Georgia experimenting with the slot WR position

Rebecca Wright/The Red & Black

University of Georgia wide receiver Ahkil Crumpton practices on Thursday in Athens. Crumpton is a senior from Philadelphia, Pennsylvania.

Of all the receivers on Georgia’s roster, senior Ahkil Crumpton most fits the prototype of a slot receiver.

Crumpton stands at 5-foot-9 and 175 pounds, and he might be quicker than he is fast. All of which adds up to a slot receiver one can expect to see anywhere in college football.

But Georgia has many options when it comes to who it can play in the slot, a versatility that could pay big dividends when the season kicks off against Austin Peay on Sept. 1.

First, there’s the improvement of Crumpton himself. Having arrived as a transfer shortly before the start of fall camp last season, Crumpton said it took him until about week seven to fully grow comfortable with his knowledge of the playbook and the speed of Division I football.

“This year I’m much more relaxed,” Crumpton said. “Obviously, year two, I’m becoming a smoother player, everything slows down. I’m getting acclimated right now.”

The comfort showed toward the end of last season. Crumpton hauled in a 78-yard touchdown pass against Georgia Tech, the Bulldogs’ longest pass of the season.

Also available in the slot is junior Mecole Hardman, who caught 25 passes for 418 yards and four touchdowns last season. So far in Georgia’s fall practices, Hardman has been receiving reps with the outside receivers, something Crumpton said the team has been experimenting with to get both players on the field at the same time.

When Hardman has been outside at practice, freshman Kearis Jackson has been taking second-team reps at the slot position. He is bigger than both Crumpton and Hardman at 6 feet, 200 pounds, which Crumpton said can benefit the Bulldogs either in the slot or on the outside.

How much Jackson can help the team, however, depends on how quickly he learns the playbook, among other things. Crumpton said he’s doing what he can to help all the freshmen receivers with something he struggled with last year.

“I feel like we’re only as strong as our weakest link, and we don’t have any weakest links right now,” Crumpton said. “Me being a senior, I feel like I have to help my younger brothers catch onto the plays and help us win.”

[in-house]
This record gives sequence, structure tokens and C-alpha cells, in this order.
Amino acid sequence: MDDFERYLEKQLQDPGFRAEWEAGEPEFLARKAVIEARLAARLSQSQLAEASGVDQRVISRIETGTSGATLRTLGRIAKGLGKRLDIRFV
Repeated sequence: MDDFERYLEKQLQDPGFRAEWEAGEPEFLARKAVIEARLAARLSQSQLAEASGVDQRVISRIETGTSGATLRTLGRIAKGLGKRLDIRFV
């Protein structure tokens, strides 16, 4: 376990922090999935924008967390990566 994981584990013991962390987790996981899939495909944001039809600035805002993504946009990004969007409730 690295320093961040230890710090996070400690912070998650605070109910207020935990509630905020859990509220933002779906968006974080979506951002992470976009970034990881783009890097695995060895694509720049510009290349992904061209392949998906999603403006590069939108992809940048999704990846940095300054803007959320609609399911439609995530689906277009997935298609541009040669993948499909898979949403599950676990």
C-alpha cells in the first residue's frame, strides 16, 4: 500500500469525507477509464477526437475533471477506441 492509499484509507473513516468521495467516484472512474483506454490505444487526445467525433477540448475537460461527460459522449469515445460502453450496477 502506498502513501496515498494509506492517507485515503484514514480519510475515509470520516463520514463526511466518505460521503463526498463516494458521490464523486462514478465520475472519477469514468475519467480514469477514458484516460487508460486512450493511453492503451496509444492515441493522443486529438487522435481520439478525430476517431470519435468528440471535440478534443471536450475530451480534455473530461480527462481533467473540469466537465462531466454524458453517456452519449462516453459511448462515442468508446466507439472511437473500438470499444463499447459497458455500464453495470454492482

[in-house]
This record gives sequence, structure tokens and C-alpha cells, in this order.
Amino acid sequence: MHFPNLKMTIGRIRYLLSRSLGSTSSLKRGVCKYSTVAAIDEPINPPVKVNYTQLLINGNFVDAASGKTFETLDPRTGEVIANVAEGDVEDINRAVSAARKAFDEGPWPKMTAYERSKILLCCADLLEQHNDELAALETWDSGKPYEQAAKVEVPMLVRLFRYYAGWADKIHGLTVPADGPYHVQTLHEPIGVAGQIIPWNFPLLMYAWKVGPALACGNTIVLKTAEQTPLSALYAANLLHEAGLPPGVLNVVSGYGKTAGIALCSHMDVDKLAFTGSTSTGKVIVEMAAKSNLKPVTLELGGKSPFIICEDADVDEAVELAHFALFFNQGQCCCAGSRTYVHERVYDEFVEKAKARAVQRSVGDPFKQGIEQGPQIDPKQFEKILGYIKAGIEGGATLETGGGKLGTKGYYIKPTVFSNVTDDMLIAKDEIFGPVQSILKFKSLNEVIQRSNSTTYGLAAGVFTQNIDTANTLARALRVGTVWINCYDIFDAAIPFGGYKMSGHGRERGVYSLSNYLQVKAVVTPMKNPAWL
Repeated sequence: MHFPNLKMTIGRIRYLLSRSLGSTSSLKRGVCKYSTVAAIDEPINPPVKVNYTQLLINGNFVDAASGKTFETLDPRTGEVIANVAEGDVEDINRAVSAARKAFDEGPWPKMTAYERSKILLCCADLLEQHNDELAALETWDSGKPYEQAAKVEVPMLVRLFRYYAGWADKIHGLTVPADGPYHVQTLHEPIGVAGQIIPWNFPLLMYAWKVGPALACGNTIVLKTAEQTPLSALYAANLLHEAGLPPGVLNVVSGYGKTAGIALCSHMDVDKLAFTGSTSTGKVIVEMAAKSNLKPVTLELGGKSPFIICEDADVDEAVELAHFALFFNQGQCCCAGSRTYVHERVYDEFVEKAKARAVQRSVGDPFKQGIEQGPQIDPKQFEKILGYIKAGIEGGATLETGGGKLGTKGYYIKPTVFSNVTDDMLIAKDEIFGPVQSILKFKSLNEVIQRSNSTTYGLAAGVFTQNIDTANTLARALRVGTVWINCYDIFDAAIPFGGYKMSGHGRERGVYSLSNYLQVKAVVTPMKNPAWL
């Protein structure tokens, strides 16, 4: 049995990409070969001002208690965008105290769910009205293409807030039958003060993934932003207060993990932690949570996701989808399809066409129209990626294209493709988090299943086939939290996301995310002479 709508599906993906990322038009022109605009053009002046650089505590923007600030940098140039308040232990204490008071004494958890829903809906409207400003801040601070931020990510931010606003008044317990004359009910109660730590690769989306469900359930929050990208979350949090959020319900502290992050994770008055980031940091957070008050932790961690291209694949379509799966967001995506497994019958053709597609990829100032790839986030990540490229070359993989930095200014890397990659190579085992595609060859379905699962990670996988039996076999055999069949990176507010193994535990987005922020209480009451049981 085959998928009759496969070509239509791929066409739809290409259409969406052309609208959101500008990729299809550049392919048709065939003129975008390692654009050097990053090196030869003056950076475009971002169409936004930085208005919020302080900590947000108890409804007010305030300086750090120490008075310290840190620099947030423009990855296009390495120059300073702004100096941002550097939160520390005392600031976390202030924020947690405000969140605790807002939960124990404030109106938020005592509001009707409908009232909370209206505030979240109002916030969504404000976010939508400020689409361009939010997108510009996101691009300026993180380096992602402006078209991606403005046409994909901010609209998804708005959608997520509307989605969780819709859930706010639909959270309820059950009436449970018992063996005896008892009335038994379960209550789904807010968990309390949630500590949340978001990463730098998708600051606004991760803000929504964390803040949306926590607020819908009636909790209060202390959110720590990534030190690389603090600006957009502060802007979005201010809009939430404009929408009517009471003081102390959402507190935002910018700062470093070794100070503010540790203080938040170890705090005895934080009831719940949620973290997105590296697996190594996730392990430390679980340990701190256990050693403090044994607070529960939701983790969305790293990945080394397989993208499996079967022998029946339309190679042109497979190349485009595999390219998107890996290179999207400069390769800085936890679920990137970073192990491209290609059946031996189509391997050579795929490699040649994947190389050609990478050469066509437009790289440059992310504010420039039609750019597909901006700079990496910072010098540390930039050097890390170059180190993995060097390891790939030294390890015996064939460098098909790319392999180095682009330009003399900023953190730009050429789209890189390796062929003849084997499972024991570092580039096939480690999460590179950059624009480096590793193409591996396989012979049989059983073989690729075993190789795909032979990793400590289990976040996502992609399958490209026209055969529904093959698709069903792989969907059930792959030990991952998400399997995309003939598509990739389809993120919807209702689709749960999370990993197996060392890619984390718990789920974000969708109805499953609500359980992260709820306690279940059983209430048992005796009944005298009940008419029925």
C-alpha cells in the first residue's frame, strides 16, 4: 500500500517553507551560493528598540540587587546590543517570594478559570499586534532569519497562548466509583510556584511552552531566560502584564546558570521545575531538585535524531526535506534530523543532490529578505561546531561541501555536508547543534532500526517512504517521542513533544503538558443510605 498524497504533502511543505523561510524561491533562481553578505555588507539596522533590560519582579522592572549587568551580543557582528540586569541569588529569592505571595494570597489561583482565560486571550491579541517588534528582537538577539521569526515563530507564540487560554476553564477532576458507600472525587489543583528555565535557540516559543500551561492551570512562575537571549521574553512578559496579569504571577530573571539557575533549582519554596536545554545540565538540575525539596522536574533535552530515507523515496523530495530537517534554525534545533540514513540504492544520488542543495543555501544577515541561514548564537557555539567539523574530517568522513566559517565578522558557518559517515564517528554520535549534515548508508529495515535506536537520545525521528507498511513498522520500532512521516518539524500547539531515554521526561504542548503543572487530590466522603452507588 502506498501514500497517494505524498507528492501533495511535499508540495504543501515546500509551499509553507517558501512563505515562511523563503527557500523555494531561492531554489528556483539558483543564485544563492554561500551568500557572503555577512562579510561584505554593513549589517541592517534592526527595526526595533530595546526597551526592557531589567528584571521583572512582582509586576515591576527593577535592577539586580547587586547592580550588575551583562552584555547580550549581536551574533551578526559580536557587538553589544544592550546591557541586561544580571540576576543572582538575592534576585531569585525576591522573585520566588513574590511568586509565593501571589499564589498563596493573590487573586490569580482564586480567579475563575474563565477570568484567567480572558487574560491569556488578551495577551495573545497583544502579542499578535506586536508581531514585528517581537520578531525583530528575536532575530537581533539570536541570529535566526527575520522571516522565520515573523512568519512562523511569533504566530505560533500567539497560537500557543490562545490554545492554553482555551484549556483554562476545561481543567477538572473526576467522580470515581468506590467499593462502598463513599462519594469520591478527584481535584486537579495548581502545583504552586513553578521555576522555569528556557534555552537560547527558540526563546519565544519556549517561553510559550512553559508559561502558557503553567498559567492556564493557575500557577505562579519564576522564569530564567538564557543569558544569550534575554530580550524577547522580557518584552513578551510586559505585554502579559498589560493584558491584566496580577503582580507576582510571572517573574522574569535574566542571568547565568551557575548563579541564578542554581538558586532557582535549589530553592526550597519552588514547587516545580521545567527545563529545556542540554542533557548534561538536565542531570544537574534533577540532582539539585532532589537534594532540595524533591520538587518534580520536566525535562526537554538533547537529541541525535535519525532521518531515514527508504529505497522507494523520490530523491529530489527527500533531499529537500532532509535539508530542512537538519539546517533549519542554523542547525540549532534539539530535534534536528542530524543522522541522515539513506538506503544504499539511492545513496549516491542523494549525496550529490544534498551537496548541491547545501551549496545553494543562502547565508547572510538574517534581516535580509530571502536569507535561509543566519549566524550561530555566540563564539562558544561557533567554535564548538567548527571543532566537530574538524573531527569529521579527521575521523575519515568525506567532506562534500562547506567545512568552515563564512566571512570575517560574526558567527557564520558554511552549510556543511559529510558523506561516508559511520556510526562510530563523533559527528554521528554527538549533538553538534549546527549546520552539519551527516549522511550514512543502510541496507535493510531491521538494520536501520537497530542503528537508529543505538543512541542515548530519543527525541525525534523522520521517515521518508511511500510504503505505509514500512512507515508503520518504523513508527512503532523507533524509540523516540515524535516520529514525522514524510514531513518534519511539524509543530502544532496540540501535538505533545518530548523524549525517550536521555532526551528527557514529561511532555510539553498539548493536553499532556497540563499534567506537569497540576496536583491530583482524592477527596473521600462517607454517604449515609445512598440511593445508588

But that’s just the receivers. Georgia and offensive coordinator Jim Chaney also have the luxury of being able to split out tight ends in the slot when they want to.

Obviously, the tight ends are bigger than any receiver the Bulldogs can put in the slot. Junior Isaac Nauta checks in at 6-foot-4, 240 pounds, while fellow junior Charlie Woerner is 6-foot-5, 245 pounds. There is also a pair of 6-foot-6 freshmen in John FitzPatrick and Luke Ford.

“It’s a big body, and if it’s on a (defensive back), that’s definitely a mismatch,” Woerner said. “I think it helps out and diversifies our offense a lot.”

Although Woerner said his position group also loves blocking when attached to the end of the line of scrimmage, he did say they like being split out because there’s usually a better chance of a ball being thrown their way. He mentioned the heights of FitzPatrick and Ford as something that could terrorize opposing defenses.

“I think once they really get to know the offense better, we can split them out on the 5-yard line and throw a fade ball up to them,” Woerner said. “It’s hard to stop when a guy’s that tall.”

While defenses won’t know who will be lined up in the slot from one play to the next, one thing is certain: Chaney has a lot of formations and combinations to choose from.

“Chaney’s a scientist with it,” Crumpton said. “He’s experimenting stuff, trying stuff out. We’ll see how it works.”

Printed with permission from The Red & Black independent student media organization, based in Athens, Georgia. For more UGA sports news, visit

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